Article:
- Risk assess the places your workers need to access and check they have suitable protective clothing and footwear to visit service users safely.
- Make sure service users have access to contact numbers for utility companies in the event that their heating breaks down or they have burst water pipes.
- When things return to normal, review your experiences, and those of your staff, so you can learn from what happened.
- Don’t forget to thank your staff for their hard work and effort during adverse weather conditions.[i]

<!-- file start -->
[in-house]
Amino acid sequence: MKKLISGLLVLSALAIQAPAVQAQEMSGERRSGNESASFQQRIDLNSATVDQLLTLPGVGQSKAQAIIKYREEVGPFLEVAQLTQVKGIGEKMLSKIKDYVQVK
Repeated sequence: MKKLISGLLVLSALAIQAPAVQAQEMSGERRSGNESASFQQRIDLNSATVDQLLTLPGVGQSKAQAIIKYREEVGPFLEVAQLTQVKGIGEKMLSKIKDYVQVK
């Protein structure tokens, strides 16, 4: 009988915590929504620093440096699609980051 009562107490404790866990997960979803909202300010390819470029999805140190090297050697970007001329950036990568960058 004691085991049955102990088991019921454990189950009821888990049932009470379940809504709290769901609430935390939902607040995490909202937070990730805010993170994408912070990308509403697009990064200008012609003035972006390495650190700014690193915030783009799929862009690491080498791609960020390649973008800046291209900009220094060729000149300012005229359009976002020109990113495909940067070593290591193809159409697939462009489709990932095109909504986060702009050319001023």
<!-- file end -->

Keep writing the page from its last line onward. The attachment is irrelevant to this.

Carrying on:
[i] The Top Tips list is based on a checklist originally produced by Homecare Association members Scott Care.
For online winter weather help and advice including winter planning, see:
- Northern Ireland
Met Office UK Severe Weather Warnings: www.metoffice.gov.uk/public/weather/warnings
NHS website – The Flu Vaccine:
Public Health England: Flu immunisation scheme for social care workers in England:
Flu vaccination in Wales – Health and social care workers:
Flu vaccination in Scotland – Health and social care workers:
Flu vaccination in Northern Ireland – Health and social care workers:
Stay healthy this winter:
Government emergency fuel plans:
Care Provider Alliance – guidance on flu vaccination and template letter for employers of proof of workers’ employment status (this requires a small amount of updating for use in 2021/22):
Care Provider Alliance contingency plans: